The Violent Femmes’ youthful spirit continues to shine through

Violent Femmes bassist Brian Ritchie, like the rest of his band, sounded like he hadn’t aged at all during a recent Las Vegas performance.

Four stars

Violent Femmes October 11, MGM Resorts Village.

The last time I saw the Violent Femmes, I was 16 and probably the youngest person in the crowd. Nine years later, singer Gordon Gano, bassist Brian Ritchie et al sounded just as good at the Wine Amplified Festival on Saturday, and when I closed my eyes, it was like they hadn’t aged at all.

Despite the distractions—drunk bros taking selfies and chatting, weed clouds and pockets of fans singing every word—I stayed fixated on the stage and the giant screen plastered with Gano’s face. How was that squirmy, angsty, perfectly imperfect drawl, completely unchanged from 1983’s self-titled debut, coming out of the aging man with the pot belly? And was drummer Brian Viglione really beating those snares with whisks?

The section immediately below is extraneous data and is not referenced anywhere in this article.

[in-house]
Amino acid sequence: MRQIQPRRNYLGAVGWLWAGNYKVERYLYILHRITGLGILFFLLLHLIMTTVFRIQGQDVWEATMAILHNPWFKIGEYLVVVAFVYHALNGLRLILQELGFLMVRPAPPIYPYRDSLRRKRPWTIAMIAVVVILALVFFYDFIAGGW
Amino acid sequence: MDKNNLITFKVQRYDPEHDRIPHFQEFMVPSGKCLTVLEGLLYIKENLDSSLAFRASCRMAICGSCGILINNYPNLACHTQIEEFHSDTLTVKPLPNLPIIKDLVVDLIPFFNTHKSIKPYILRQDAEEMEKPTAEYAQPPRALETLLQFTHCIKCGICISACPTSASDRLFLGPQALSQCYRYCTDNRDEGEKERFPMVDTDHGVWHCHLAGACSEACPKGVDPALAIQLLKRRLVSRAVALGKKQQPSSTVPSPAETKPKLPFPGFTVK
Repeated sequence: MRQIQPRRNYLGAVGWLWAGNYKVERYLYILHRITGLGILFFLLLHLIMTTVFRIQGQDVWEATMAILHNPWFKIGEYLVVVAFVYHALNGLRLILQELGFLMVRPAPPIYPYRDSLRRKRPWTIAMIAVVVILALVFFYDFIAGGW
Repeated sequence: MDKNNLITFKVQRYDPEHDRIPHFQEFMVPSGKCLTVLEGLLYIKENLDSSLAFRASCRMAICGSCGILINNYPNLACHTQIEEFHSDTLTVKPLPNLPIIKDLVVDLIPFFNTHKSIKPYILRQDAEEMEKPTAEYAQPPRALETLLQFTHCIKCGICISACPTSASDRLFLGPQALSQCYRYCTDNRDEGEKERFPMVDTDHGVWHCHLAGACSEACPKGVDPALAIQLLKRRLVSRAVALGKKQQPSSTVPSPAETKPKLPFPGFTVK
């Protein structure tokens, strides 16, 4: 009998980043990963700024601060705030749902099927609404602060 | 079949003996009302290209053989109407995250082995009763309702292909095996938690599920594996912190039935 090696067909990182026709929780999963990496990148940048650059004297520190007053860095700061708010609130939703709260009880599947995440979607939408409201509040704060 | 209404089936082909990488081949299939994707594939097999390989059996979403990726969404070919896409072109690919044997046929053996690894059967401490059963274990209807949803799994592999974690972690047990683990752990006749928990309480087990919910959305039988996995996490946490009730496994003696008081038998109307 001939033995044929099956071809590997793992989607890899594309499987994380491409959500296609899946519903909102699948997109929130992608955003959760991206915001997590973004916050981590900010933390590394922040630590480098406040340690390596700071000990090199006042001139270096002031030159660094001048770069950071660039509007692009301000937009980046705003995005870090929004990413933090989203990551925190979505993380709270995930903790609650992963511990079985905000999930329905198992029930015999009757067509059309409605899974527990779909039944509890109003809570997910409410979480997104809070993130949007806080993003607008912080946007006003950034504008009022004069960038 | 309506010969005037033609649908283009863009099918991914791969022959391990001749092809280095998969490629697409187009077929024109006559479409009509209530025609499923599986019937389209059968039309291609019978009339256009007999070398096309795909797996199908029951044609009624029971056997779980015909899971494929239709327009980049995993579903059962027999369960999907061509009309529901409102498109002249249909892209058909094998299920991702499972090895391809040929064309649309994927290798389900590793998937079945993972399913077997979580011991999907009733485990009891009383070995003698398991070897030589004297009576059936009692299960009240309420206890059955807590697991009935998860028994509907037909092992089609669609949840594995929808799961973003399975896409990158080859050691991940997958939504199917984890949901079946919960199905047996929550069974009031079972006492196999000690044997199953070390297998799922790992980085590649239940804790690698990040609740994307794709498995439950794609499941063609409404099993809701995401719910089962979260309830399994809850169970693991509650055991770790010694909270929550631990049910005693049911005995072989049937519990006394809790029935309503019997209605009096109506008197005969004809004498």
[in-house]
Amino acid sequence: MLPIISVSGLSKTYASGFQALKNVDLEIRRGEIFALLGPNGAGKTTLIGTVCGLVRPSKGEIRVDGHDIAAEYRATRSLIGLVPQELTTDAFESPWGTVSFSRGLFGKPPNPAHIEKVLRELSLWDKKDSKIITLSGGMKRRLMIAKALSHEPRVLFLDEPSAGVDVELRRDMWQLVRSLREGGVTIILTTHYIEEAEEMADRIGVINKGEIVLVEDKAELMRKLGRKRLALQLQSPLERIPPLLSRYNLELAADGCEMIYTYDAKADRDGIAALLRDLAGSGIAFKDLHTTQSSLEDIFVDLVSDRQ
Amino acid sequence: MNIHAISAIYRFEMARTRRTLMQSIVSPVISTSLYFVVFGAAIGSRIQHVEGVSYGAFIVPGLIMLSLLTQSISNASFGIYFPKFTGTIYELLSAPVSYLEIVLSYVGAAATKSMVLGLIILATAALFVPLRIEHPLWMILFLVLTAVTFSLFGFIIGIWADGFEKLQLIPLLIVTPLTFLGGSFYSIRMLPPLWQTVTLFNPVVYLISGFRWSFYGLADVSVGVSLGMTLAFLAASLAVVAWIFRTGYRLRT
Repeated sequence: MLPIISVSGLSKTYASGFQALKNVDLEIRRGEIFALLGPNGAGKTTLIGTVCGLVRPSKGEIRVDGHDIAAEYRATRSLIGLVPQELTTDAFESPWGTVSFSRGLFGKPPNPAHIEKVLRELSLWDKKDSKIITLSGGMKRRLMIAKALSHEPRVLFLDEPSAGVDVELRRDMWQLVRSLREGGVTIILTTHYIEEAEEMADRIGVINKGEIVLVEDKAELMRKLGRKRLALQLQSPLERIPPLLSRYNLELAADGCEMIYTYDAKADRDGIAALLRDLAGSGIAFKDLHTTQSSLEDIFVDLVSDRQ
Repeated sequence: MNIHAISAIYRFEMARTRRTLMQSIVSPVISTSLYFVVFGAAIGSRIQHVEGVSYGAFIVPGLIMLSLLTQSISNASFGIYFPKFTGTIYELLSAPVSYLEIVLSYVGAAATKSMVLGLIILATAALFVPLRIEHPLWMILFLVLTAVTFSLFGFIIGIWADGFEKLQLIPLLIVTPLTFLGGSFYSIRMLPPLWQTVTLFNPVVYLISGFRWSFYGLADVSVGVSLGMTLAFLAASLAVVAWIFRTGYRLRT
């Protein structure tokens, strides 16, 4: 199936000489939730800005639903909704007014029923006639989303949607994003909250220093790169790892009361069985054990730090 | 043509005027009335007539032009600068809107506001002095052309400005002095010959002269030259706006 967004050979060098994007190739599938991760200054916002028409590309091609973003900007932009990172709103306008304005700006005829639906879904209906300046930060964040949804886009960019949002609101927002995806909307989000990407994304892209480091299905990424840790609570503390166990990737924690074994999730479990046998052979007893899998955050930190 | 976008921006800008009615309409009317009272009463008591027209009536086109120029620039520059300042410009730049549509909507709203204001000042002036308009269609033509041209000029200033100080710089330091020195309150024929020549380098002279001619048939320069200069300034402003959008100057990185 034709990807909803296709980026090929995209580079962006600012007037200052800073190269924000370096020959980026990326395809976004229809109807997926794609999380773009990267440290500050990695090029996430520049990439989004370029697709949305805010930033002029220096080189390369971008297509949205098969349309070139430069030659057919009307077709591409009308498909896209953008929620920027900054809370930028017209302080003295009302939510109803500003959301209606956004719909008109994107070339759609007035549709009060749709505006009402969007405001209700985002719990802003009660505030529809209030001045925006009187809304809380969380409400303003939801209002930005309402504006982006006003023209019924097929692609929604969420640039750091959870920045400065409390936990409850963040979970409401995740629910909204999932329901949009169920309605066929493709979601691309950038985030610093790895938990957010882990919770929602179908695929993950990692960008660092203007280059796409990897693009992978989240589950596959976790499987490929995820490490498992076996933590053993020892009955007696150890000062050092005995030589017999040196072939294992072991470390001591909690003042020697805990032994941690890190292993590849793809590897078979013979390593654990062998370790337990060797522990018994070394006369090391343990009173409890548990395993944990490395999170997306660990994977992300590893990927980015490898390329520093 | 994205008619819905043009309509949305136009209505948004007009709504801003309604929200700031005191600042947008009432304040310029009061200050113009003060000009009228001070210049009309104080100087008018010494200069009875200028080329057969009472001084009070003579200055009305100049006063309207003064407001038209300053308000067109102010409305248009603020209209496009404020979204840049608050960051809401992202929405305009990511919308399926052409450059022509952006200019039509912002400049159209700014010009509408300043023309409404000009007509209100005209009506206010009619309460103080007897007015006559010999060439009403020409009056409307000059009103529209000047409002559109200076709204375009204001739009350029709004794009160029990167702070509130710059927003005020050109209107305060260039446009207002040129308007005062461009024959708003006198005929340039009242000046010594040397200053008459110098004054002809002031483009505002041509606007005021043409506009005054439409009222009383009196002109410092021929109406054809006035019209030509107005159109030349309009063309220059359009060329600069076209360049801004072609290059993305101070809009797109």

The Femmes continued to play said debut in its entirety, beginning with “Blister in the Sun” and powering through the rest: “Kiss Off,” “Please Do Not Go,” “Add It Up” and “Gone Daddy Gone” featuring Ritchie’s iconic xylophone solo. And the intensity remained high. Joined by brass section the Horns of Dilemma (fronted by Stooges saxman Steve Mackay) and additional percussion, the Femmes played for an hour, rotating between instruments and ending with off-album cut “American Music.” Blink-182 would take the stage a few minutes later, but anyone who witnessed this show knew who the real headliners were.

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Leslie Ventura is a staff writer at Las Vegas Weekly and Industry Weekly. She’s picked the brains of rock stars ...

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